Japanese version Home Page Updated on August 18, 1999
August 15, 1999
Asteroids in our images
MISAO Project Announce Mail (August 15, 1999)
Hello. I am Seiichi Yoshida working on the MISAO project.
The number of CCD images taken by the Ageo Survey Team (KenIchi Kadota, Seiichi Yoshida) is 4188 so far, from 1998 March 7 to 1999 July 30.
All the images are examined by the PIXY system, then checked for new objects or new variable stars, and the magnitude data of known variable stars are recorded. As the announce mail on Aug. 8 reported, 134 new variable stars have been discovered. However, no comets, asteroids, novae nor supernovae have been discovered.
In fact, the situation on asteroids has been very strange. No new asteroids were discovered from the 4188 CCD images. On the contrary, known asteroids could not be detected at all, except for two cases.
The automatic new objects survey by the PIXY system must output asteroids as candidates of new objects if they happened to be in the images, and there are some past images of the same area. However, only two asteroids have been detected hitherto, (4) Vesta as reported in the announce mail on Feb. 26, and (349) Dembowska detected from CCD images of M66 taken in January.
I investigated if it means asteroids so rarely happen to be in the images by chance, or it means the PIXY system cannot detect new objects completely because of some bug. Because the PIXY system cannot detect 16 mag at best from the Ageo Survey Team images, I investigated if asteroids until number 1000 have been in the field of the images in the past. As a result, I found that 42 asteroids were in the field of Ageo Survey Team images and brighter than the limiting magnitude.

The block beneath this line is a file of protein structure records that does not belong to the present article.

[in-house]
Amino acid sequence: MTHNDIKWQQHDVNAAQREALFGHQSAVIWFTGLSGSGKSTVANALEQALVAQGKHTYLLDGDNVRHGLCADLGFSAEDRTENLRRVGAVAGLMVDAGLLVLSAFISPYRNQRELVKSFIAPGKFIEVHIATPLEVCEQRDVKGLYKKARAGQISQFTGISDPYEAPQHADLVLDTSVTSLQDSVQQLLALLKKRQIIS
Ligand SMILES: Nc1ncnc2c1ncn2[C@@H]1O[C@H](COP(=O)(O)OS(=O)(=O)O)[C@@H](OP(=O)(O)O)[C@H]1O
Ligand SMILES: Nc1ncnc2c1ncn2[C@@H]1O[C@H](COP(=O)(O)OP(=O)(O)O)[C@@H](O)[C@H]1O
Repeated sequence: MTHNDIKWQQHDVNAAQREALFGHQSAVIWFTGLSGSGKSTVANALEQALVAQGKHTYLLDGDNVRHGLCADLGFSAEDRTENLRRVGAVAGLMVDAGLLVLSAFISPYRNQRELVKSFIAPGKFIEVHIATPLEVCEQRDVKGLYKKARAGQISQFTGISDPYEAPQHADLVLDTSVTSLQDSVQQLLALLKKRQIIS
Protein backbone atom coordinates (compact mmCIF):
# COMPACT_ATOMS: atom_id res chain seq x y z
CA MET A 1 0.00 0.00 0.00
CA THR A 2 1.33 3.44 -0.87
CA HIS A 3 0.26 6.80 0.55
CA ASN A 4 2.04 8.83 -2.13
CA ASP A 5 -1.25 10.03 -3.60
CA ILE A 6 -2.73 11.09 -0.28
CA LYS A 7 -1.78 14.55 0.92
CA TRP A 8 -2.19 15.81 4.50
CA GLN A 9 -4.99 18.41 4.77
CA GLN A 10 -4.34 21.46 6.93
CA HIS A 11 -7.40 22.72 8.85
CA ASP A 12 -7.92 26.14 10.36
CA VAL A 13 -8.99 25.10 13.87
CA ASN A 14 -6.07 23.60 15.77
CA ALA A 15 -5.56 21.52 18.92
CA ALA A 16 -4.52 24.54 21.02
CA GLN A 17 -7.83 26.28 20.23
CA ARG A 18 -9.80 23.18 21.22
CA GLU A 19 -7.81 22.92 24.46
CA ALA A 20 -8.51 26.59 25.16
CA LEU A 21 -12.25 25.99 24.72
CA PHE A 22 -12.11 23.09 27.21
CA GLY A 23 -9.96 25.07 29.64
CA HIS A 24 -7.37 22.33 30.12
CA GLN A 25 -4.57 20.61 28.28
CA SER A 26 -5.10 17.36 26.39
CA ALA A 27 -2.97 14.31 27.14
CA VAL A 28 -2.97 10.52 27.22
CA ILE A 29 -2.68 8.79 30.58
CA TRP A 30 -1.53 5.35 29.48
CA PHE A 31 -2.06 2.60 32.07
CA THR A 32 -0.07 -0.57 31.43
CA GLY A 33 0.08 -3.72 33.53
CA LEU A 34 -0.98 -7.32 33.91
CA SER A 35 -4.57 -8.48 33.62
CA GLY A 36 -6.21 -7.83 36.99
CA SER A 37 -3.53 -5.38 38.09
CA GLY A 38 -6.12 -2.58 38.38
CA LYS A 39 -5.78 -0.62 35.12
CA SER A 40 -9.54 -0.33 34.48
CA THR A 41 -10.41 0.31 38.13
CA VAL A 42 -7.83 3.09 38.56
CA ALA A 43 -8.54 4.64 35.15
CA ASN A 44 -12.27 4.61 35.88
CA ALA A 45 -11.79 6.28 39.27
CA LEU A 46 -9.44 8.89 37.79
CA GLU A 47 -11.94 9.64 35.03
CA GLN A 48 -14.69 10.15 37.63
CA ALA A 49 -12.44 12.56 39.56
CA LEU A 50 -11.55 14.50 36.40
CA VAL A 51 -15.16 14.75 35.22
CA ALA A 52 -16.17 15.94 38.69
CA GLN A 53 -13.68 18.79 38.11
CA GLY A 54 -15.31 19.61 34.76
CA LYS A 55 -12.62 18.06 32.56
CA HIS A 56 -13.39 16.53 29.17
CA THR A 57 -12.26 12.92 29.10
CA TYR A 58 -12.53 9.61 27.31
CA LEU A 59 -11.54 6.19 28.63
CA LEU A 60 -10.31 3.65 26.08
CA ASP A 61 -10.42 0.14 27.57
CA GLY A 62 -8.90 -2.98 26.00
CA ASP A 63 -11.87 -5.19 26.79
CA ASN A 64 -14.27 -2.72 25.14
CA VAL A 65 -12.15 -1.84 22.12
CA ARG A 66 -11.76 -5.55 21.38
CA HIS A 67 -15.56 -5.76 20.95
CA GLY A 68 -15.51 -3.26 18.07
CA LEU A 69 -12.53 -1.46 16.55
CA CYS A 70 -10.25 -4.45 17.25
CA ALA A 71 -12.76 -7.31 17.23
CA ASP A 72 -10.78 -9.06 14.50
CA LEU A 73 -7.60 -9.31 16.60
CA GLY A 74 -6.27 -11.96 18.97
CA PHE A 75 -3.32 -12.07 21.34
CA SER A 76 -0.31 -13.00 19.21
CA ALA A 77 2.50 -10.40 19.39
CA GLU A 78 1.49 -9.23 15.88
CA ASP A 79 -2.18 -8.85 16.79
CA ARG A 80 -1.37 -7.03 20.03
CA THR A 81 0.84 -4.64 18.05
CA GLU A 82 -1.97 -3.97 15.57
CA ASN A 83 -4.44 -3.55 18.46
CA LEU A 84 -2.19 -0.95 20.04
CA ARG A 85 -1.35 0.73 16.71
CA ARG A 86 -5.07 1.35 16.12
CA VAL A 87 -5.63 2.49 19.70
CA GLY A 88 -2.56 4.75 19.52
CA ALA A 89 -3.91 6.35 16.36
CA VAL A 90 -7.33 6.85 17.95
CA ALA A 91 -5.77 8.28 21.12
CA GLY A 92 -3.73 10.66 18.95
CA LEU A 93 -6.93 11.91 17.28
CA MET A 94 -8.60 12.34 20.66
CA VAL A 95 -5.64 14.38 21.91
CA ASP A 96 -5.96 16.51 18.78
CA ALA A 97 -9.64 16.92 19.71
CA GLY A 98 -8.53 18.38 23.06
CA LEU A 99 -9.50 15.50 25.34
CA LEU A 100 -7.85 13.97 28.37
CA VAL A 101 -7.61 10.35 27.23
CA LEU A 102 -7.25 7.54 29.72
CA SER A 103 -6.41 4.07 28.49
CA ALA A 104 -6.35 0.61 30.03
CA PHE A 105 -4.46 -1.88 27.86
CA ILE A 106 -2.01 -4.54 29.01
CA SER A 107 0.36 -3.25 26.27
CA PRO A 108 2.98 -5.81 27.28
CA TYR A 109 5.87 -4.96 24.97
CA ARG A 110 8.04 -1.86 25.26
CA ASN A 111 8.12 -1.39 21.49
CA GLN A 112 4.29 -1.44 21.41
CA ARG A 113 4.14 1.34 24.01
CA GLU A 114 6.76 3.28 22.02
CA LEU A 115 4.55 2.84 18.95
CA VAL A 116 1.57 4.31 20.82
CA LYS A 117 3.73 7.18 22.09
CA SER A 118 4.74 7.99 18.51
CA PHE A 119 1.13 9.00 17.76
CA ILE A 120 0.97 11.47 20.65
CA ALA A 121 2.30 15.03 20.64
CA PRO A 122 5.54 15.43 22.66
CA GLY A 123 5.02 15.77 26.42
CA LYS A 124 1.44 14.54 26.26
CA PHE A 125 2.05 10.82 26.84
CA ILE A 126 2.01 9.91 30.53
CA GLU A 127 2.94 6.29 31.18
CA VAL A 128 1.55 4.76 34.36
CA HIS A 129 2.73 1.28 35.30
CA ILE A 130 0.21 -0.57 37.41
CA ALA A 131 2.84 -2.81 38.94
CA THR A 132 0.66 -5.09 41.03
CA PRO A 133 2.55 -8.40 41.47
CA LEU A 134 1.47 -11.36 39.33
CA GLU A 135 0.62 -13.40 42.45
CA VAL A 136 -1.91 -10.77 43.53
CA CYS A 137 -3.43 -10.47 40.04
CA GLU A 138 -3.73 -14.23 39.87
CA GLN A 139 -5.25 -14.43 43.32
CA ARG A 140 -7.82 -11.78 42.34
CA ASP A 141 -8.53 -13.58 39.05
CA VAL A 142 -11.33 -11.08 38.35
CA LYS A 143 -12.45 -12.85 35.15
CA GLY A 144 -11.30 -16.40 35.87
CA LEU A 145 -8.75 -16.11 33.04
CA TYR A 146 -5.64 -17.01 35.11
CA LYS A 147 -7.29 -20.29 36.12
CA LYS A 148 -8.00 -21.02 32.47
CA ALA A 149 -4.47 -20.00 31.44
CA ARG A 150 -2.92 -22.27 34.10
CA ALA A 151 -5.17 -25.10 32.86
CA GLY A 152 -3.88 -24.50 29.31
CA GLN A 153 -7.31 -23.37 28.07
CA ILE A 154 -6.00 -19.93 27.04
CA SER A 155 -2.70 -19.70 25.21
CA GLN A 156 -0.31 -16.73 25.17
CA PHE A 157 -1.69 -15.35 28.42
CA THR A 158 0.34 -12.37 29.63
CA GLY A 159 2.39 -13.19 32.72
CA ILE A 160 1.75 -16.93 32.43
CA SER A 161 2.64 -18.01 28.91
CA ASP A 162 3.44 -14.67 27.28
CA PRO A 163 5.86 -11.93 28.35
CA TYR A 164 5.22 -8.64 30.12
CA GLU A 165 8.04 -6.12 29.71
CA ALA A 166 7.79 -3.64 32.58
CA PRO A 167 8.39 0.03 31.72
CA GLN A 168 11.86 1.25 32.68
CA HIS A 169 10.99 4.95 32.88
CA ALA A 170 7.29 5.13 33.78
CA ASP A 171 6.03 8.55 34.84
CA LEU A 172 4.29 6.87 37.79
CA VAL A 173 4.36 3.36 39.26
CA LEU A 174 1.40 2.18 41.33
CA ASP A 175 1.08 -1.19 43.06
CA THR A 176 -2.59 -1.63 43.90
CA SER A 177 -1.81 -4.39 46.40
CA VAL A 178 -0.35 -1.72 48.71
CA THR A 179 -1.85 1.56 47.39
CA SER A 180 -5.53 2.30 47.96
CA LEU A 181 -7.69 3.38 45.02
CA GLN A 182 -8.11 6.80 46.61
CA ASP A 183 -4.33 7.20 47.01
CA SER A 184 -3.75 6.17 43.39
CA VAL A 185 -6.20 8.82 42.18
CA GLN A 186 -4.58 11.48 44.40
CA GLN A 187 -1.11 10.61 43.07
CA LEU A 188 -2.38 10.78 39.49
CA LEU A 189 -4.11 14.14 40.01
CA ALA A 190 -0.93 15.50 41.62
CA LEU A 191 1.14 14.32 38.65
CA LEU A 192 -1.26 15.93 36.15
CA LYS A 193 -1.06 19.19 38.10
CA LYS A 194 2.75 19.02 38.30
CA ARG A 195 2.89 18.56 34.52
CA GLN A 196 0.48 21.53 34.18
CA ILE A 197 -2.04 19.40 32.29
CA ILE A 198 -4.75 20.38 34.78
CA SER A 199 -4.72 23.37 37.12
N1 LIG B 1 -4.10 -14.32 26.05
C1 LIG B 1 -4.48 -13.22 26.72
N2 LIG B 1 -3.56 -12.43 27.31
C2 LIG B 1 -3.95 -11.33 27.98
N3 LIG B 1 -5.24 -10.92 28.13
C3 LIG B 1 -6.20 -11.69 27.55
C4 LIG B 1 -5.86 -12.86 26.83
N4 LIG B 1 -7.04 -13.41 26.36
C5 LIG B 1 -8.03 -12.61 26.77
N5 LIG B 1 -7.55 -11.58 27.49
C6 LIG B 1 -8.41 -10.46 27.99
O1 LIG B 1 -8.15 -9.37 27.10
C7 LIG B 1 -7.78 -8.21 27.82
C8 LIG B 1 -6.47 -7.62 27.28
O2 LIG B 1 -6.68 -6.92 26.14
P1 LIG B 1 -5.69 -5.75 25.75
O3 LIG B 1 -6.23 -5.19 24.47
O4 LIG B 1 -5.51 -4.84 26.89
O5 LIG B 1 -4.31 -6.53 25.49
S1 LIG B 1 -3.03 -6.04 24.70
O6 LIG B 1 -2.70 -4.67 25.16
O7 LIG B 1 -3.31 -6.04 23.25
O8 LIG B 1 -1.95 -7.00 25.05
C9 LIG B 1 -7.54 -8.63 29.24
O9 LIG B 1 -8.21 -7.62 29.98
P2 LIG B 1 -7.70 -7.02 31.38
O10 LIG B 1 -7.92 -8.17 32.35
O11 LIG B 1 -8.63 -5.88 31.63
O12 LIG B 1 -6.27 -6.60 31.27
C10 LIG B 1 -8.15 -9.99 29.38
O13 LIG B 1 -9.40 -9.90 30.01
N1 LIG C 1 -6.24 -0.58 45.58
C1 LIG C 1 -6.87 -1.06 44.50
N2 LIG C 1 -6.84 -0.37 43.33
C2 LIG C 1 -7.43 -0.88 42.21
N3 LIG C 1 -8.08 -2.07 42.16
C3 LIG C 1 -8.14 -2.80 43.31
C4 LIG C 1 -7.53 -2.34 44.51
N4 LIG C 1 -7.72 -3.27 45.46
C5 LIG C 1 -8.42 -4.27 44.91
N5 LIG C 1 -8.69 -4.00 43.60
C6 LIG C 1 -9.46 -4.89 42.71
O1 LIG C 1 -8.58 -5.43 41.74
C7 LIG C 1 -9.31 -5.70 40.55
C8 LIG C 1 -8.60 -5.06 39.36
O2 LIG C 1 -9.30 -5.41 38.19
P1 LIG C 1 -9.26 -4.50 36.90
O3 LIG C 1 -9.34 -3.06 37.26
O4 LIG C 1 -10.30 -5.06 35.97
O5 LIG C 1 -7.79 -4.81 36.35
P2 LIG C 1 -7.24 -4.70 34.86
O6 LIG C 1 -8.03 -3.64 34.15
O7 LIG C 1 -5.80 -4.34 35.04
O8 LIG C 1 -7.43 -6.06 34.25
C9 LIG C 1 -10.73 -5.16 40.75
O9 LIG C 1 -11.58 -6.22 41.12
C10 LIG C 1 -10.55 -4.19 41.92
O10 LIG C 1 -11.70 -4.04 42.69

Here are the list of asteroids in the Ageo Survey Team images taken by 530-mm or more focal length telescope, the main instruments recently.
Most of asteroids in the field of the images have been output as candidates of new objects. However, because there were no past images for reference, the system could not determine they are really new objects or just normal stars not recorded in star catalog. So they were ignored. Most of faint asteroids near the limiting magnitude were not detected.
There is one special case, that is (230) Athamantis. It must have been output as a candidate of new object because there were past images. But I guess the focal length of the past images were so different (180mm against 530mm), I ignored the output. Because no report is remained now, I cannot say any more.
After all, I can see the following conclusions.
-- Seiichi Yoshida email@example.com http://www.info.waseda.ac.jp/muraoka/members/seiichi/index.html